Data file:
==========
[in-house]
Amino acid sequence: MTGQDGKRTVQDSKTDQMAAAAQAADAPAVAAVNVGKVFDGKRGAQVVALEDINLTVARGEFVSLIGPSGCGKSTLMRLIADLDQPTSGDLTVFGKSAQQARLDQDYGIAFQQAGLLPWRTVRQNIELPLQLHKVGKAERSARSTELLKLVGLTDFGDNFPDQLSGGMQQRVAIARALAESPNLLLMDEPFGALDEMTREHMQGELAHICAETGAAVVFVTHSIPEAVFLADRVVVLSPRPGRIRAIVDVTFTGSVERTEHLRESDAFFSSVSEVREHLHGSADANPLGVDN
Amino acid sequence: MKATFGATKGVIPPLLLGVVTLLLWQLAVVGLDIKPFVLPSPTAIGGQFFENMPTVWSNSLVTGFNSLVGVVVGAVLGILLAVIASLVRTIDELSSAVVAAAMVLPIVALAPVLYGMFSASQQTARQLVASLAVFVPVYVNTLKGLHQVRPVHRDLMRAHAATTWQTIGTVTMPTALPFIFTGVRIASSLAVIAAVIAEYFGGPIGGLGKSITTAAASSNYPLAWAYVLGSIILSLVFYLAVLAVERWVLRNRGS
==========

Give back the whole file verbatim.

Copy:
[in-house]
Amino acid sequence: MTGQDGKRTVQDSKTDQMAAAAQAADAPAVAAVNVGKVFDGKRGAQVVALEDINLTVARGEFVSLIGPSGCGKSTLMRLIADLDQPTSGDLTVFGKSAQQARLDQDYGIAFQQAGLLPWRTVRQNIELPLQLHKVGKAERSARSTELLKLVGLTDFGDNFPDQLSGGMQQRVAIARALAESPNLLLMDEPFGALDEMTREHMQGELAHICAETGAAVVFVTHSIPEAVFLADRVVVLSPRPGRIRAIVDVTFTGSVERTEHLRESDAFFSSVSEVREHLHGSADANPLGVDN
Amino acid sequence: MKATFGATKGVIPPLLLGVVTLLLWQLAVVGLDIKPFVLPSPTAIGGQFFENMPTVWSNSLVTGFNSLVGVVVGAVLGILLAVIASLVRTIDELSSAVVAAAMVLPIVALAPVLYGMFSASQQTARQLVASLAVFVPVYVNTLKGLHQVRPVHRDLMRAHAATTWQTIGTVTMPTALPFIFTGVRIASSLAVIAAVIAEYFGGPIGGLGKSITTAAASSNYPLAWAYVLGSIILSLVFYLAVLAVERWVLRNRGS